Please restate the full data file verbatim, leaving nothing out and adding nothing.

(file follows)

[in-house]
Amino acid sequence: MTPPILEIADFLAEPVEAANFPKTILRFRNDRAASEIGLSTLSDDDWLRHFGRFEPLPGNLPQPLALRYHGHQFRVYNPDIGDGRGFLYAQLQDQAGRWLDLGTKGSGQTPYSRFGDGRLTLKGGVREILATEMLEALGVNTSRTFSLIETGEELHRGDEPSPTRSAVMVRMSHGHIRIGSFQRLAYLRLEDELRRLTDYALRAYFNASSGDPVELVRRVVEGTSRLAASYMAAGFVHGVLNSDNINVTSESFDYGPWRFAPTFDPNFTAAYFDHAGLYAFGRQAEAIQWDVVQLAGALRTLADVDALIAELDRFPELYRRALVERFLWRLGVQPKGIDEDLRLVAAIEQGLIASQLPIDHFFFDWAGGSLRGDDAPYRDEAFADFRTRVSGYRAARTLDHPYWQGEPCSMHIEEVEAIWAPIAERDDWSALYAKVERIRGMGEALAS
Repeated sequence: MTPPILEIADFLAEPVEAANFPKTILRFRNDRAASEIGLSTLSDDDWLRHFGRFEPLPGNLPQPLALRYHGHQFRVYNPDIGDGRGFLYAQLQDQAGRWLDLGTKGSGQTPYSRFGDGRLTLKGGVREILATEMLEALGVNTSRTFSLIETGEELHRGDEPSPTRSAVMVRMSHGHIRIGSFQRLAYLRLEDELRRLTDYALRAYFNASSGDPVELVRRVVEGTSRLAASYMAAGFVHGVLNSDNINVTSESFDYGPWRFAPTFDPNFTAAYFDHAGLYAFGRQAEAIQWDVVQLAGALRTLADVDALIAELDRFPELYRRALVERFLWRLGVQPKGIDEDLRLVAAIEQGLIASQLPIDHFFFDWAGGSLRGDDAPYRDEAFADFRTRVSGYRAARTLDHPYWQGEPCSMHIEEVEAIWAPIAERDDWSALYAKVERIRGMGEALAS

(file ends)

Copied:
[in-house]
Amino acid sequence: MTPPILEIADFLAEPVEAANFPKTILRFRNDRAASEIGLSTLSDDDWLRHFGRFEPLPGNLPQPLALRYHGHQFRVYNPDIGDGRGFLYAQLQDQAGRWLDLGTKGSGQTPYSRFGDGRLTLKGGVREILATEMLEALGVNTSRTFSLIETGEELHRGDEPSPTRSAVMVRMSHGHIRIGSFQRLAYLRLEDELRRLTDYALRAYFNASSGDPVELVRRVVEGTSRLAASYMAAGFVHGVLNSDNINVTSESFDYGPWRFAPTFDPNFTAAYFDHAGLYAFGRQAEAIQWDVVQLAGALRTLADVDALIAELDRFPELYRRALVERFLWRLGVQPKGIDEDLRLVAAIEQGLIASQLPIDHFFFDWAGGSLRGDDAPYRDEAFADFRTRVSGYRAARTLDHPYWQGEPCSMHIEEVEAIWAPIAERDDWSALYAKVERIRGMGEALAS
Repeated sequence: MTPPILEIADFLAEPVEAANFPKTILRFRNDRAASEIGLSTLSDDDWLRHFGRFEPLPGNLPQPLALRYHGHQFRVYNPDIGDGRGFLYAQLQDQAGRWLDLGTKGSGQTPYSRFGDGRLTLKGGVREILATEMLEALGVNTSRTFSLIETGEELHRGDEPSPTRSAVMVRMSHGHIRIGSFQRLAYLRLEDELRRLTDYALRAYFNASSGDPVELVRRVVEGTSRLAASYMAAGFVHGVLNSDNINVTSESFDYGPWRFAPTFDPNFTAAYFDHAGLYAFGRQAEAIQWDVVQLAGALRTLADVDALIAELDRFPELYRRALVERFLWRLGVQPKGIDEDLRLVAAIEQGLIASQLPIDHFFFDWAGGSLRGDDAPYRDEAFADFRTRVSGYRAARTLDHPYWQGEPCSMHIEEVEAIWAPIAERDDWSALYAKVERIRGMGEALAS